The two ratchet-strap binding was comfortable on boots with a sturdy...
The two ratchet-strap binding was comfortable on boots with a sturdy upper, like mountaineering boots.
Photo: Jessica Haist

Ease Of Use



Our testing team was somewhat divided on how easy it is to use the Revo Explore. Those of us familiar with snowboard bindings instantly understood how to use and adjust the ratchet straps. For the non-snowboarders amongst us there was a bit of a learning curve. That being said, once we figured out how the tightening and release levers worked on the ratchet buckle these are pretty fast to put on and remove.

Binding Security



This was the most disappointing metric for the Explore. Almost every tester had it fall off their foot spontaneously at least once! After some investigation, we think we found the cause. When the toe strap is cranked down really tight, the release lever is on a bit of a hair-trigger. It's easy to bump it unknowingly - on rocks, plants, or a trekking pole) and let the strap out of the buckle. Since there is just one strap on top of your foot, you then step right out of the snowshoe!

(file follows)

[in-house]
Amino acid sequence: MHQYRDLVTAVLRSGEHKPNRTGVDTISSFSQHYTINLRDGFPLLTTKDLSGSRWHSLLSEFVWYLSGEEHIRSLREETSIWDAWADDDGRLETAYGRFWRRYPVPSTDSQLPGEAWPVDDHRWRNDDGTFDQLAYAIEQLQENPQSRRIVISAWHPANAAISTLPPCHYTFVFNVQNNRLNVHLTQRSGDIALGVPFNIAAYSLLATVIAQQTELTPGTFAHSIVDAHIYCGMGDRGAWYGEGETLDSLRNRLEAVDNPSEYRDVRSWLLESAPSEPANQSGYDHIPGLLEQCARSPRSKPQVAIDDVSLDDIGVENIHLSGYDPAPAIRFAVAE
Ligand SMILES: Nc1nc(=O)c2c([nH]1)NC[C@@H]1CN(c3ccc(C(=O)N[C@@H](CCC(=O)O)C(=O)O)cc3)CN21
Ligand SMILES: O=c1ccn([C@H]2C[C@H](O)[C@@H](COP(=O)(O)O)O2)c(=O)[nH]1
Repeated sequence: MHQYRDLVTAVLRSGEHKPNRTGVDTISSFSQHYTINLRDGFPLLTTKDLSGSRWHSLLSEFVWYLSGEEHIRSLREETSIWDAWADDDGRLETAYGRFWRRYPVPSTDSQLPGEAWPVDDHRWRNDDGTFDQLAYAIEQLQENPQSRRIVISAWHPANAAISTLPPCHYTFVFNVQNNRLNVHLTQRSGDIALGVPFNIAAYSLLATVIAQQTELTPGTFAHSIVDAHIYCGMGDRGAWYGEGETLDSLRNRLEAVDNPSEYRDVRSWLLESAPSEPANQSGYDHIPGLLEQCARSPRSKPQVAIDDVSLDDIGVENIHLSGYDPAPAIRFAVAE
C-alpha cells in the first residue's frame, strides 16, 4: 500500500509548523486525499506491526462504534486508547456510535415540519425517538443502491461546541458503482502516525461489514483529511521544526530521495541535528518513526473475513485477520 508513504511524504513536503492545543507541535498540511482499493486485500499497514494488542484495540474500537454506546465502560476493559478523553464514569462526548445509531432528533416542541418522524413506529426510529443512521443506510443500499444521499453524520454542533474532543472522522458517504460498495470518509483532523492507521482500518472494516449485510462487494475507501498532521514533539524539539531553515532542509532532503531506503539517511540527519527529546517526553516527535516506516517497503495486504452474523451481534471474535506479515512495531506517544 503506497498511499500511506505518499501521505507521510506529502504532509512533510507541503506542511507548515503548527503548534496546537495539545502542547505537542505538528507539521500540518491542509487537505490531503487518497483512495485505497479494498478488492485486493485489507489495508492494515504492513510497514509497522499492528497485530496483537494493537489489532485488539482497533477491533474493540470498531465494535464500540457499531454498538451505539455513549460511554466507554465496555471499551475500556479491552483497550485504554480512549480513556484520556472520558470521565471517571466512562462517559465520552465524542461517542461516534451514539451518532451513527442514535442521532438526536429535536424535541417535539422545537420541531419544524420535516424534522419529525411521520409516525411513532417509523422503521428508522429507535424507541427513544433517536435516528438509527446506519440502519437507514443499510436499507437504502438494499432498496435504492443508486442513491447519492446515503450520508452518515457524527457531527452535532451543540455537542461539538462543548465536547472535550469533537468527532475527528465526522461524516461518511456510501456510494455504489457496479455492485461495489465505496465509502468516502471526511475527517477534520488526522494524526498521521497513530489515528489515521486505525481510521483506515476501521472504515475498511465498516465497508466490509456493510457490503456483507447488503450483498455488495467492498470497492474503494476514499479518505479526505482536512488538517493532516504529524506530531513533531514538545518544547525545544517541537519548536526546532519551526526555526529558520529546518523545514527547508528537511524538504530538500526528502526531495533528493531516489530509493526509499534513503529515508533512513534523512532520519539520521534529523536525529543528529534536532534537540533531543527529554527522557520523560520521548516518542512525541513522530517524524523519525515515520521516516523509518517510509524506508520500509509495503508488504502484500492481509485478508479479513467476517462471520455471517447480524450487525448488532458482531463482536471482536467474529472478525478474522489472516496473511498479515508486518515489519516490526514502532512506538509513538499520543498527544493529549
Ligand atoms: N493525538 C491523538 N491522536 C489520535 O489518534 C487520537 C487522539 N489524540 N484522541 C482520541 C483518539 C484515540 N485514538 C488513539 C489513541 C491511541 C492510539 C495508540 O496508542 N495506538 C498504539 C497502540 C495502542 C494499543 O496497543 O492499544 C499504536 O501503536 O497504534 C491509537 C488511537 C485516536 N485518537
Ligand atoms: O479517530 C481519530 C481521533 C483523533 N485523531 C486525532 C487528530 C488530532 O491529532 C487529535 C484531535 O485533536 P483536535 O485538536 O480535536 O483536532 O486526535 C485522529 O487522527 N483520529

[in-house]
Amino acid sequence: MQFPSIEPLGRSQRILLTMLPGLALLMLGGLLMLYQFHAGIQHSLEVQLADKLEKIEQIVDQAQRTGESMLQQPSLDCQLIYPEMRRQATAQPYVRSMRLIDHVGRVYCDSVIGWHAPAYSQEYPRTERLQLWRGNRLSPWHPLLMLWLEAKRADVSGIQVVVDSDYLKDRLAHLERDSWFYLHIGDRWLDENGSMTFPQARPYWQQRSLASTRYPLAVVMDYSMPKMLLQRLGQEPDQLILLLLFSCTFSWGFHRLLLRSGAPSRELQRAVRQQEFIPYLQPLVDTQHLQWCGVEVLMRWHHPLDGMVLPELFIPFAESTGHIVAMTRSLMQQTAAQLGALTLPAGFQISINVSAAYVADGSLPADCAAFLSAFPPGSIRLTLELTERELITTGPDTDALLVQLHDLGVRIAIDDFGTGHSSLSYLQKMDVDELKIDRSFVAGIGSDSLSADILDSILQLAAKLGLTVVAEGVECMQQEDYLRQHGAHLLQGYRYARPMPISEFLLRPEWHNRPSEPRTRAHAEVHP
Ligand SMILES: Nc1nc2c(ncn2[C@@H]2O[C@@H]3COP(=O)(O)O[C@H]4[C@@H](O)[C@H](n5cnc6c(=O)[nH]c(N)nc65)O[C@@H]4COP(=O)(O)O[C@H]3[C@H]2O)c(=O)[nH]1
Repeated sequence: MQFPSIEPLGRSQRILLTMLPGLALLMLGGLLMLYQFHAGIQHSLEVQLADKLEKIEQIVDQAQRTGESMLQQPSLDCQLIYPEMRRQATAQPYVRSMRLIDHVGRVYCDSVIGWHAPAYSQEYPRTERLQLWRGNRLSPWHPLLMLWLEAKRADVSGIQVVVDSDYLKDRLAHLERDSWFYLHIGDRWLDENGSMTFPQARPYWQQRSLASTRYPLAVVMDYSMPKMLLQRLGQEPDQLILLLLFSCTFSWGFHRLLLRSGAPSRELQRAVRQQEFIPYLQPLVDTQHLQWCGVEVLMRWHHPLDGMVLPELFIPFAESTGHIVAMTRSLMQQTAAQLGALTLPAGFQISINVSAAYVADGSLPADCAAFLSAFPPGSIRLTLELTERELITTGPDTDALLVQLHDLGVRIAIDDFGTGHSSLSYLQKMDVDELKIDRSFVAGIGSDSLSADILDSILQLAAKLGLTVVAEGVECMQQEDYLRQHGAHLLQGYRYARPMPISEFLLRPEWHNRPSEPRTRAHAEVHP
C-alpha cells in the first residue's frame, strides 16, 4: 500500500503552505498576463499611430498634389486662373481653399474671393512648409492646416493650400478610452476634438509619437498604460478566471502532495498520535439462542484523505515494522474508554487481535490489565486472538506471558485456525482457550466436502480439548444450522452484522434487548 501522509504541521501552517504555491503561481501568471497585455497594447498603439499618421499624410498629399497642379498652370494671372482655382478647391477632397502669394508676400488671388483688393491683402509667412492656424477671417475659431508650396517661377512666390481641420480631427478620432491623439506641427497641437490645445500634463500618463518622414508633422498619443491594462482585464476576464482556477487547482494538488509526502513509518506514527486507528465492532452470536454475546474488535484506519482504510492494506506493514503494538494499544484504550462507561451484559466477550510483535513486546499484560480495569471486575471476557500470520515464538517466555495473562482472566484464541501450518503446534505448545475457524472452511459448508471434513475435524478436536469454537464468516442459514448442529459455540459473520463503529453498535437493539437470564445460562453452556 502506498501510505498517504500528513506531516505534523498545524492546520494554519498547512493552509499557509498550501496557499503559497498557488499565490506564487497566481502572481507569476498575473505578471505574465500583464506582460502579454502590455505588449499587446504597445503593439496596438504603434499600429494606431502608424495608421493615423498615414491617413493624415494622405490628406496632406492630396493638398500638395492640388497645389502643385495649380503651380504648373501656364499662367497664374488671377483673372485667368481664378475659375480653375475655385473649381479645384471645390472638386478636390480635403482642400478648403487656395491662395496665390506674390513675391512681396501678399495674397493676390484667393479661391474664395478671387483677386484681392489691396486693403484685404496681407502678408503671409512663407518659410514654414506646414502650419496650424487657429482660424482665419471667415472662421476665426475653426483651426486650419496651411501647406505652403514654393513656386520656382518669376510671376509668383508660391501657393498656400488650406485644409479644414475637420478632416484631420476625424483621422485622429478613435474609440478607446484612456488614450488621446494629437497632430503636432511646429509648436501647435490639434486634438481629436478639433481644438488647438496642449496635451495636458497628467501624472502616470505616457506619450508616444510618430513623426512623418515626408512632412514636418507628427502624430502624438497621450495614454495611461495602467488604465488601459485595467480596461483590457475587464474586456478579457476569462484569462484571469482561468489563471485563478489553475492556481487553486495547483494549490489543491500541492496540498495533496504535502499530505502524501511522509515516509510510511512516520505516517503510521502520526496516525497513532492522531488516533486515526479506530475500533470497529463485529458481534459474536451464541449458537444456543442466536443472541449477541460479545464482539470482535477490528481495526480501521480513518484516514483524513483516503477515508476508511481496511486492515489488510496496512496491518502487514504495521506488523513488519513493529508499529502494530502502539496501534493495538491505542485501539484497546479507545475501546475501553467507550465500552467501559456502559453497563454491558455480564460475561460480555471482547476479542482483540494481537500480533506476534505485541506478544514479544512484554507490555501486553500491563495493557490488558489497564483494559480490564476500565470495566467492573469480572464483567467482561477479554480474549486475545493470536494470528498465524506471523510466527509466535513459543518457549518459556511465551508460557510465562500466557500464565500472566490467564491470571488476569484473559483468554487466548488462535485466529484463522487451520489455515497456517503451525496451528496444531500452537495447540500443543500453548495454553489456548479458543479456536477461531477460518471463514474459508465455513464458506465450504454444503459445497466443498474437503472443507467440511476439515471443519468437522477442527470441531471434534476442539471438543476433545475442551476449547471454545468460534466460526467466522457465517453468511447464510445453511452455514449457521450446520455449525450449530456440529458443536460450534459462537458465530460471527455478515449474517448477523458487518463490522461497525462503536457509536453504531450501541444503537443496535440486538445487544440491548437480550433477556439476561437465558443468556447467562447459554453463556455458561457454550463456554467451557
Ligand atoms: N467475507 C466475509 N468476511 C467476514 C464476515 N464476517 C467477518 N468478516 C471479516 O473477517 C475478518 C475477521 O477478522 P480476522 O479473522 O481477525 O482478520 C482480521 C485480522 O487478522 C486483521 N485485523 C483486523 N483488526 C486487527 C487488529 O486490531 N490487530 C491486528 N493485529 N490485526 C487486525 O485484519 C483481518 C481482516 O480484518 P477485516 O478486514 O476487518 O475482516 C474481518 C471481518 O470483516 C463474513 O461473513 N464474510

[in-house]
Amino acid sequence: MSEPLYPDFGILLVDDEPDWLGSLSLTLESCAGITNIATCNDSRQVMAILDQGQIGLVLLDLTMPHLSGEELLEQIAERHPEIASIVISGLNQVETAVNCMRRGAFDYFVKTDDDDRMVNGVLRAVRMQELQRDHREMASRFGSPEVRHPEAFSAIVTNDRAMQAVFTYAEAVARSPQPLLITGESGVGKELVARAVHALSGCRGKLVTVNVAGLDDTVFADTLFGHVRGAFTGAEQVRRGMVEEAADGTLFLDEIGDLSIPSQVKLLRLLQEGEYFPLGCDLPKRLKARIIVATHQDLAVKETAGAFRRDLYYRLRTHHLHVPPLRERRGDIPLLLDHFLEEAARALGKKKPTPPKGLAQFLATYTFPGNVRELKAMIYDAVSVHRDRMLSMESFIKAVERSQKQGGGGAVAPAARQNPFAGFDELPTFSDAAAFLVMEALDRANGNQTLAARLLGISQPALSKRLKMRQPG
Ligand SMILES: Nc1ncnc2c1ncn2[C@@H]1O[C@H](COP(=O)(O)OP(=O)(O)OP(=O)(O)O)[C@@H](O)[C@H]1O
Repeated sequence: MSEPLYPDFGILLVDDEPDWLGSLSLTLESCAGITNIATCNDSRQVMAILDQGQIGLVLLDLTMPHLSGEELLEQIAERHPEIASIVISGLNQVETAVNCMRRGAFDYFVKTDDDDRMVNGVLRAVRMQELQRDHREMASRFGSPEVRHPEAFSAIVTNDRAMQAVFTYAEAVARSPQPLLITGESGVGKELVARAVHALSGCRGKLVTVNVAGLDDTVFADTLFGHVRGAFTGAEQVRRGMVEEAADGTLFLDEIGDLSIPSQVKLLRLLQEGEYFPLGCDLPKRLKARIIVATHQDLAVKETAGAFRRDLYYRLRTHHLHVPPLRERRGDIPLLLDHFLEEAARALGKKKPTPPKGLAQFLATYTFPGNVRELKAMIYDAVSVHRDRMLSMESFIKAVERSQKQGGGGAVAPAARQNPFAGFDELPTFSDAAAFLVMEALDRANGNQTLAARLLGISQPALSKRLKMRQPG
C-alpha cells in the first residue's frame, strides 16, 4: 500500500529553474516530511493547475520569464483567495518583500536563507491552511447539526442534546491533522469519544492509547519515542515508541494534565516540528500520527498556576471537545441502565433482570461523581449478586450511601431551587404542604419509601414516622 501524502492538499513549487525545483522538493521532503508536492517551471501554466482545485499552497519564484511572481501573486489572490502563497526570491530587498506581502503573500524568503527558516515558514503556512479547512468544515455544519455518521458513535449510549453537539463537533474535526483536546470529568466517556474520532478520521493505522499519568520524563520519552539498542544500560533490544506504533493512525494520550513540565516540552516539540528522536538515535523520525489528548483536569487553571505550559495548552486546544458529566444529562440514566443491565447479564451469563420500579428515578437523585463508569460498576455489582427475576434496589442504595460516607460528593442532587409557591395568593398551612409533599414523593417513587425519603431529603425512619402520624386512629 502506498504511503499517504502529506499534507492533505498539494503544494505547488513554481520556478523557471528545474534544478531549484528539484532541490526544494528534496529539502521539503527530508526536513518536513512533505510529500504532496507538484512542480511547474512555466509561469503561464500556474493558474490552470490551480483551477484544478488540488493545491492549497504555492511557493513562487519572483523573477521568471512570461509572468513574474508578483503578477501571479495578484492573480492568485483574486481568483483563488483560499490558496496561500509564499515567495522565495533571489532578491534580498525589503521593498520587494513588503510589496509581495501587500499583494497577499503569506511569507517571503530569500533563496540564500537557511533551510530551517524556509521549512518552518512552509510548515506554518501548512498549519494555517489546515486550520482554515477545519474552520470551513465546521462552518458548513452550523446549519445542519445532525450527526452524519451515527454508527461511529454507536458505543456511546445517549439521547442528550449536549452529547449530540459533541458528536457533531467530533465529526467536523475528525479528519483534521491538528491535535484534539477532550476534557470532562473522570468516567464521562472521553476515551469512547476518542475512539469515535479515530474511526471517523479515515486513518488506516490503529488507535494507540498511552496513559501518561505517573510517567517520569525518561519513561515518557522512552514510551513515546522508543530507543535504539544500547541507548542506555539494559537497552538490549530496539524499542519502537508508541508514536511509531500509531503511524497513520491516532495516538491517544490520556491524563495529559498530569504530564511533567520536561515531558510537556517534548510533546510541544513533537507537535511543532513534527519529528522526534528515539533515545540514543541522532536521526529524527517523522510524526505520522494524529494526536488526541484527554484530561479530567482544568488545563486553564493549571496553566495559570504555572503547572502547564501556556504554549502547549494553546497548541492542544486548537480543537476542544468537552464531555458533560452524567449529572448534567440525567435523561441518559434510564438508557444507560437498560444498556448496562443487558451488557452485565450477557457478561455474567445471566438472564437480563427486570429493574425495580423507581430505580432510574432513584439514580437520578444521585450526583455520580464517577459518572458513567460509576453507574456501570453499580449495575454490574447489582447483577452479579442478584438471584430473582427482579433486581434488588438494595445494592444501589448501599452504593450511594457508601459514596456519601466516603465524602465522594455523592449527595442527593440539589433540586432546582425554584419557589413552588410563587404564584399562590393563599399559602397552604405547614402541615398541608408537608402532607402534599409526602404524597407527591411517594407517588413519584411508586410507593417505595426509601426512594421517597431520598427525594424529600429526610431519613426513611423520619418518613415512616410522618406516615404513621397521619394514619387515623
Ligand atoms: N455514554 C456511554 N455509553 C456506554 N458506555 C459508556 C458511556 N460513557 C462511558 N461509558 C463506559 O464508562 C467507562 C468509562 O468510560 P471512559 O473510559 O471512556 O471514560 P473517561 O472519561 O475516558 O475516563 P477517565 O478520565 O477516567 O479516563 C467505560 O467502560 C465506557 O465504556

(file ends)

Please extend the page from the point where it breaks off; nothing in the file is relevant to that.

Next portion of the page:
The black lever makes adding tension easy. The red lever makes...
The black lever makes adding tension easy. The red lever makes releasing it easy too, but sometimes too easy!
Photo: Ian McEleney

Wearing the snowshoes on the correct feet can help mitigate this problem. This keeps the buckle on the outside and prevents it from being bumped by the other snowshoe. Still, it's easier than we would like to trigger the release lever unintentionally. Since there's only one strap on top of our feet that often means losing a snowshoe.

Value



These are in the more expensive half of the snowshoes in our review. While they're not bad, we think there are some similarly priced or less expensive models out there that perform as well.

Conclusion



The MSR Revo Explore performs a snowshoe's basic tasks fairly well, but there are some areas (like staying attached to your foot) where our testers were disappointed.

Weighing the Explore for our specs chart.
Weighing the Explore for our specs chart.
Photo: Ian McEleney

Ian McEleney